If those positive flows are large enough, they may completely offset the firm’s fixed costs and fill up the hole, thereby allowing the firm to break even.
If the cash flows are a little larger then it can fill up the hole and also collect the small castle of profit.
Ground realities and fixed costs:
But those are just the firm’s hopes. The firm’s reality may be quite unpleasant. A particular firm’s financial situation may be worse rather than better by producing any outputs.
As explained in this chapter, if the price of the firm’s output falls too low, then producing output will yield cash flows that are negative rather than positive because revenues will be less than variable costs.
If that happens, producing output will lose money for the firm so that the firm would be better off shutting down production rather than producing output.
By shutting down, it will lose only its fixed costs. By shutting down, its financial hole won’t get even deeper.
Unaccomplished Fixed costs ultimately lead to the shutdown:
There are critical things to understand that if the low prices are the reasons for a shutdown for firms. If the productions are temporary then the shutdowns are also often temporary.
It does not mean that a firm will go out of business because of temporary shutdowns to prevent the firm’s financial hole.
On the opposite side, many firms are depending on market prices for their output and accordingly switching their productions On and Off, even if it will cause a positive or negative transfer of cash.
Various cases of Limiting Fixed costs Definition Case Studies:
(1): Oil production is a good example. Different wells have different variable production costs.
If the price of oil drops below a given well’s variable costs, then it would be better to halt production on that well and just lose the value of its fixed costs rather than pumping oil whose variable costs exceed the revenue that it generates when sold.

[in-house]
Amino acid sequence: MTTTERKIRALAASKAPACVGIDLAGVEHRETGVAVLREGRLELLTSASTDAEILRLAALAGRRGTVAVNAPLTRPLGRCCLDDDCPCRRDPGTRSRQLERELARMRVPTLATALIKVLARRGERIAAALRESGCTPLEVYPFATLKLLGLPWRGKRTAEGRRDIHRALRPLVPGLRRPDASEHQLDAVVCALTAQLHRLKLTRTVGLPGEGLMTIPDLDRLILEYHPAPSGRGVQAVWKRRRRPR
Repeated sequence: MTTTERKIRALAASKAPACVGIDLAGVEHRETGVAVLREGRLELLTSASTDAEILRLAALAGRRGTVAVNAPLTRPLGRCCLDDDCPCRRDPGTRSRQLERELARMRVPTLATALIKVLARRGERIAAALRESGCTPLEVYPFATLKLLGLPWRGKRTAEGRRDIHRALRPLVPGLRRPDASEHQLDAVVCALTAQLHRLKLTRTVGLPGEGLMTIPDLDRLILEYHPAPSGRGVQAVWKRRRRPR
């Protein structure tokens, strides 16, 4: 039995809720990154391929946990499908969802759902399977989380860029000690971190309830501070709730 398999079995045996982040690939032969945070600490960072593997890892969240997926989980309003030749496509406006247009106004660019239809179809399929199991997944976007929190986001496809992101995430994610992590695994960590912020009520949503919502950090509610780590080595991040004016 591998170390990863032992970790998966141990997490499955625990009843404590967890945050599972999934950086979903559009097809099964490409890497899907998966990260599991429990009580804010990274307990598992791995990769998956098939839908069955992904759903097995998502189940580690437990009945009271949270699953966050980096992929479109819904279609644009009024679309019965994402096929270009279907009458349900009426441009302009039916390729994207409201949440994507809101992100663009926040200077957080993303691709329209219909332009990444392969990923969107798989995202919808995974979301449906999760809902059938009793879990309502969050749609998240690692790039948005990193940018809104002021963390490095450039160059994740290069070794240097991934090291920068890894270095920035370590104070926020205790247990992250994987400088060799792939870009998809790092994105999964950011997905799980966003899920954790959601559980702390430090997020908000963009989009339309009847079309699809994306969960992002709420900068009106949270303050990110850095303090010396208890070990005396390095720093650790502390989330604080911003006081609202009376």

(2): Seasonal resorts are another good example of turning production on and off depending on the price.
The demand for hotel rooms near ski resorts in New Hampshire, for instance, is much higher during the winter ski season than it is during the summer.
So during summer many resorts and inns have a low market price rate and many hotels are closed during summer.
They have all sorts of fixed costs, but it makes more sense for them to shut down rather than remain open because operating in the summer would cost more in variable costs than it would generate in revenues. Better to lose only their fixed costs.
(3): A lot of examples are there of the temporary shutdown of the firms during slowdown time.
When the demand for goods and services goes down is also known as the uncommon economy as a whole.
The 2007–2009 recession in the United States, for instance, saw many manufacturing companies temporarily shut down and mothball their production facilities.
(4): The recession witnessed the mothballing of electric generating plants, factories that make fibre optic cable, automobile factories, chemical plants, textile mills, and even the plant in McIntosh, Alabama, that makes the artificial sweetener Splenda.
To wait out the recession many firms have also shut down their productions. There is a small crash for consulting firms that are specialized in helping firms by shelving their factories (the main problem is how to properly store idle machinery so that it will work again when it is eventually brought back into service).
(5): Firms that mothball factories or equipment during a recession do so expecting to eventually turn them back on.
But the lengths of recessions vary, as do the specific circumstances of individual firms. So while many firms shut down in the short run with the expectation of reopening as soon as their particular business conditions improve, sometimes their business conditions do not improve.
The termination of firms has only the way is to terminate the fixed. In short, the only solution is to plan your business in a way that fixed costs are easily met.